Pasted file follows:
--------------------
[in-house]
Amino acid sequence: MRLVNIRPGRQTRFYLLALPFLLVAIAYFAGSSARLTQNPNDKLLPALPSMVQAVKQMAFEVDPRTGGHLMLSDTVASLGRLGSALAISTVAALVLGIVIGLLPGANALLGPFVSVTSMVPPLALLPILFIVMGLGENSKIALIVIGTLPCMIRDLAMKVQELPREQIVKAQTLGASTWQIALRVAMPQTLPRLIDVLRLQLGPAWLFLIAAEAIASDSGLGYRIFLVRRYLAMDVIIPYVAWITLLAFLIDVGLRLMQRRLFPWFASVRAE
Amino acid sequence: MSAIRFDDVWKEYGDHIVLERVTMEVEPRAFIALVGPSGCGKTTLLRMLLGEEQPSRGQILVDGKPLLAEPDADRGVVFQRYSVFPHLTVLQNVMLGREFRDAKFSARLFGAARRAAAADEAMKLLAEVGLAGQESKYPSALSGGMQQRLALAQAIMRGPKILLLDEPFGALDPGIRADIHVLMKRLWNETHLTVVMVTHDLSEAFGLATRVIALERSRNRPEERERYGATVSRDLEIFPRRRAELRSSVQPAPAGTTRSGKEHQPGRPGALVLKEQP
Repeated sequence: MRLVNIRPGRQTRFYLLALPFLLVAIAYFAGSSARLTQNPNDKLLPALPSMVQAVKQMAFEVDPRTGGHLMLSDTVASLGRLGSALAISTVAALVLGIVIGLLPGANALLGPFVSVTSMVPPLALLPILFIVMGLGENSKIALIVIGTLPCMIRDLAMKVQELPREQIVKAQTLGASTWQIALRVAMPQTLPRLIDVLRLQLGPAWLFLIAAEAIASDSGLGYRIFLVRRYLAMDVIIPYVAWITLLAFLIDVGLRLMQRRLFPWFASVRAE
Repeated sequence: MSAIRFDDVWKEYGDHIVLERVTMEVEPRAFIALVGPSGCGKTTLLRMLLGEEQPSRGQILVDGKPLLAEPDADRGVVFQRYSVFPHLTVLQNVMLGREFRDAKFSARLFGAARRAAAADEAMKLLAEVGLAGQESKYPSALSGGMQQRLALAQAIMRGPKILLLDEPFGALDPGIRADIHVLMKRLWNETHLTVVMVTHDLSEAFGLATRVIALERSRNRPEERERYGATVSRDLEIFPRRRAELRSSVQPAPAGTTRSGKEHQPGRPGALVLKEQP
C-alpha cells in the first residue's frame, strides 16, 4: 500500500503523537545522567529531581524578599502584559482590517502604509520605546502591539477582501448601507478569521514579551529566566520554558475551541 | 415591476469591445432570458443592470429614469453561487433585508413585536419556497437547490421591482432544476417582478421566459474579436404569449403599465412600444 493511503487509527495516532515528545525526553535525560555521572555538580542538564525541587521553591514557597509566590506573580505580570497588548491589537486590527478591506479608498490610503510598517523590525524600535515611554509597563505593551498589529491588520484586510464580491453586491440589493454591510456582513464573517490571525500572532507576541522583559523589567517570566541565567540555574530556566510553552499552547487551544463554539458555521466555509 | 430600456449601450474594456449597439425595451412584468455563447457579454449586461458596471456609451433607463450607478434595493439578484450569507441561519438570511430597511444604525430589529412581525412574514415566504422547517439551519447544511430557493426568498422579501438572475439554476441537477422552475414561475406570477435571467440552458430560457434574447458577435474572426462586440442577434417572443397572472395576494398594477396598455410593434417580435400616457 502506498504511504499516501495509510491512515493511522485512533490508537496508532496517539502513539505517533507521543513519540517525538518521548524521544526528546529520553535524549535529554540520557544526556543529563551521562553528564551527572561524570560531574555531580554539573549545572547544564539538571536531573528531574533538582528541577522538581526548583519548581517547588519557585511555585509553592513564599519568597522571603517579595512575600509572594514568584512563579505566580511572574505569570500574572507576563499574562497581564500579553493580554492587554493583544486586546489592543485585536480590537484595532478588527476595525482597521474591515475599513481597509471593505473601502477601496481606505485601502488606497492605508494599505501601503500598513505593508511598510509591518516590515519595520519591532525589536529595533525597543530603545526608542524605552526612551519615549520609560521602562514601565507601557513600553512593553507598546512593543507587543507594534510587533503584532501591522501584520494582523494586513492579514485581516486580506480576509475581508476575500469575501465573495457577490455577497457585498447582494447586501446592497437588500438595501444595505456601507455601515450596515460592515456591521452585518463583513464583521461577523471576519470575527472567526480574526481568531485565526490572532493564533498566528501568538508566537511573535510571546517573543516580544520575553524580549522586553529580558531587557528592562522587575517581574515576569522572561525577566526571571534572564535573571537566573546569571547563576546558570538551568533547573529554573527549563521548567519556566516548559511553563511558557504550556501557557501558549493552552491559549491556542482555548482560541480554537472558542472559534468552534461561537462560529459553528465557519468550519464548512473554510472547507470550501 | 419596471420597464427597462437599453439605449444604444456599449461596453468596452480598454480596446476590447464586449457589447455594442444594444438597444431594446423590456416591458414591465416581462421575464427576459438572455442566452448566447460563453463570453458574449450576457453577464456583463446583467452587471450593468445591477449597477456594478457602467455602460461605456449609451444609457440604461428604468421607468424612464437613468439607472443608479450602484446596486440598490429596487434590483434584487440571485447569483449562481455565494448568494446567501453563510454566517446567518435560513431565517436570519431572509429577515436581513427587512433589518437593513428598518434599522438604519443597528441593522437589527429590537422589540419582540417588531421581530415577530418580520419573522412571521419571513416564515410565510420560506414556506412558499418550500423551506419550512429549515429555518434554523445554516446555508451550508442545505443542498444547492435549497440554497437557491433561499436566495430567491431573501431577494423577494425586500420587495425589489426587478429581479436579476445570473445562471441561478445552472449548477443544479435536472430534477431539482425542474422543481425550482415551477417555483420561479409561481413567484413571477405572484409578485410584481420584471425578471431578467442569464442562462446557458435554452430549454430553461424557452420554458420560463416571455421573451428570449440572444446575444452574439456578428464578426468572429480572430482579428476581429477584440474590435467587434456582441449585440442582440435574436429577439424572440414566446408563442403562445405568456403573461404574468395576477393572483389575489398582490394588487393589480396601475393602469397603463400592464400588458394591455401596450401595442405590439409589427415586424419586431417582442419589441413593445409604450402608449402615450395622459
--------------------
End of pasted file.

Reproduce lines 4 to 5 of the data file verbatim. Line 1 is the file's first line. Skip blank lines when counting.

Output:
Repeated sequence: MRLVNIRPGRQTRFYLLALPFLLVAIAYFAGSSARLTQNPNDKLLPALPSMVQAVKQMAFEVDPRTGGHLMLSDTVASLGRLGSALAISTVAALVLGIVIGLLPGANALLGPFVSVTSMVPPLALLPILFIVMGLGENSKIALIVIGTLPCMIRDLAMKVQELPREQIVKAQTLGASTWQIALRVAMPQTLPRLIDVLRLQLGPAWLFLIAAEAIASDSGLGYRIFLVRRYLAMDVIIPYVAWITLLAFLIDVGLRLMQRRLFPWFASVRAE
Repeated sequence: MSAIRFDDVWKEYGDHIVLERVTMEVEPRAFIALVGPSGCGKTTLLRMLLGEEQPSRGQILVDGKPLLAEPDADRGVVFQRYSVFPHLTVLQNVMLGREFRDAKFSARLFGAARRAAAADEAMKLLAEVGLAGQESKYPSALSGGMQQRLALAQAIMRGPKILLLDEPFGALDPGIRADIHVLMKRLWNETHLTVVMVTHDLSEAFGLATRVIALERSRNRPEERERYGATVSRDLEIFPRRRAELRSSVQPAPAGTTRSGKEHQPGRPGALVLKEQP